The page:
Searching over 5,500,000 cases.


searching
Buy This Entire Record For $7.95

Download the entire decision to receive the complete text, official citation,
docket number, dissents and concurrences, and footnotes for this case.

Learn more about what you receive with purchase of this case.

United States v. Spallek

United States Court of Appeals, Eighth Circuit

August 19, 2019

United States of America, Plaintiff- Appellee,
v.
Andrew Spallek, Defendant-Appellant. United States of America, Plaintiff- Appellee,
v.
Andrew Spallek, Defendant-Appellant.

          Submitted: April 18, 2019.

          Appeals from United States District Court for the Eastern District of Missouri - Cape Girardeau

          Before COLLOTON, GRUENDER, and ERICKSON, Circuit Judges.

          COLLOTON, CIRCUIT JUDGE.

         Andrew Spallek appeals the imposition of a special condition of supervised release in two criminal cases. The condition forbids him, with one exception, to use a computer or the internet without the permission of the probation office. The district court[1] imposed the special condition in two separate judgments. One judgment sentenced Spallek for transporting lewd and lascivious material; the other imposed sentence after a revocation of supervised release that was imposed on a prior conviction for possession of child pornography. We conclude that the court did not abuse its discretion in fashioning the conditions of supervised release, so we affirm the judgments.

         Spallek was first convicted in 2010 of possessing child pornography. See 18 U.S.C. § 2252A(a)(5)(B). At that time, evidence showed that Spallek was a "member" of a private members-only website dedicated to child pornography and erotica. He downloaded videos and photographs of minor children engaged in sexually explicit conduct, and admitted that he had been viewing child pornography for ten years. The district court sentenced him to thirty-seven months' imprisonment and a life term of supervised release.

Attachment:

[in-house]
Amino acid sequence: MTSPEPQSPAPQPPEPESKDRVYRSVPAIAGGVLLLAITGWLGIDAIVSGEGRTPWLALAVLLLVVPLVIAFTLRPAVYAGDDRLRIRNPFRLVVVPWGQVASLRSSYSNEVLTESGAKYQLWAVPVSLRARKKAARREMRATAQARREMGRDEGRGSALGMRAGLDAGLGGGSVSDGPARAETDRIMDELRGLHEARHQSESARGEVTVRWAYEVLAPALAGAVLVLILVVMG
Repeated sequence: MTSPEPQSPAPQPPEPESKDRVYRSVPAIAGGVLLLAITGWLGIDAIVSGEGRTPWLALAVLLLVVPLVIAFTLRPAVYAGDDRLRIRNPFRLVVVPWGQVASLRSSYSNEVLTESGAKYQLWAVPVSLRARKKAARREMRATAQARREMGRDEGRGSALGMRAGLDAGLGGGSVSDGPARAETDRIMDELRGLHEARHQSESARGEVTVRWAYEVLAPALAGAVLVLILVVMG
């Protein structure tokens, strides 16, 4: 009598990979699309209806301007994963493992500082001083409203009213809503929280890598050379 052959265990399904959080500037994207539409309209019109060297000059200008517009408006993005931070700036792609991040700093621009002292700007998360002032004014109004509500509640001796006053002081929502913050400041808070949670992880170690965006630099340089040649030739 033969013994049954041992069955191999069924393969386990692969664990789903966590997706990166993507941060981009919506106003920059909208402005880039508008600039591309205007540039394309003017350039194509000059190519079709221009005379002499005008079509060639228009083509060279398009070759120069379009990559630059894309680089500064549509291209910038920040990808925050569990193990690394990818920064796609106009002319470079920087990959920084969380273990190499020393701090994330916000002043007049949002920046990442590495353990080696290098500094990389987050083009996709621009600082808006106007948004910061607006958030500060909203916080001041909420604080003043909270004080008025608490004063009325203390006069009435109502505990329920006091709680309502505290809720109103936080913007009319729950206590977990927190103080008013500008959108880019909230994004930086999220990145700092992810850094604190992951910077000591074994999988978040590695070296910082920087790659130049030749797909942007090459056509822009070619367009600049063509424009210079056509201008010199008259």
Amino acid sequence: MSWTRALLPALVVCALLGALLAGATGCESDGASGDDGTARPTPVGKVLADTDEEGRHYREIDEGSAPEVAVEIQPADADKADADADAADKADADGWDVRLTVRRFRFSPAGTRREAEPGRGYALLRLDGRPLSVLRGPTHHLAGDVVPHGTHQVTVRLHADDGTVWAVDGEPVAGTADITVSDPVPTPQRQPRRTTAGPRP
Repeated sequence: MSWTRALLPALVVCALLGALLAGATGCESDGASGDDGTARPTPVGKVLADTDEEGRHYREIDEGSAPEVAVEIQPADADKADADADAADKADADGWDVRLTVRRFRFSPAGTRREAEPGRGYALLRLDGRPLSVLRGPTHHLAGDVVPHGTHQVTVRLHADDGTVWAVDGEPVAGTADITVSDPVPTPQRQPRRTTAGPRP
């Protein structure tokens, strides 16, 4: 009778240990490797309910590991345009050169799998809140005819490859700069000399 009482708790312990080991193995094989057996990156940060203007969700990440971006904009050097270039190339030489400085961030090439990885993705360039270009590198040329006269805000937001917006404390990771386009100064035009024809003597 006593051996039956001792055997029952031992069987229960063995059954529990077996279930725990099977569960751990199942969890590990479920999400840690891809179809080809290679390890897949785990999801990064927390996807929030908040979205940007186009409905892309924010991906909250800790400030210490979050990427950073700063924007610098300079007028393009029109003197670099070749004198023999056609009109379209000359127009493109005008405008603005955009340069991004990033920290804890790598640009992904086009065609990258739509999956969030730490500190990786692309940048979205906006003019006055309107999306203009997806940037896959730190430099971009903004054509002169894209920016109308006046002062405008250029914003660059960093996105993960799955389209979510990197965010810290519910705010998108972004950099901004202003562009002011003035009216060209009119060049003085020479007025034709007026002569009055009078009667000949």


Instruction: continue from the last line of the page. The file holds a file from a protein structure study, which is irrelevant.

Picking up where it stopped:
Spallek was released from prison in January 2013. One of the special conditions of his supervised release prohibited possessing a computer or accessing the internet without prior approval from the probation office. Spallek petitioned the court in 2014 to modify the condition so that he could access the internet to assist with writing a novel. The court eventually denied the motion without prejudice after the parties agreed to resolve the matter informally. The probation office proposed a plan to provide Spallek some access to the internet, but Spallek rejected the plan as too restrictive, and the conditions of release were not modified.

         The present case arises from Spallek's use of a public computer at a job center in April 2017. A forensic search of the computer revealed that Spallek had accessed websites associated with child erotica, and conducted internet searches for "girls soccer nude," "preschool girls nude," "nudist kids," "naughty kid spycam," "sleepover naked," "preteen nudity," "accidental nudism kids," and "preteen."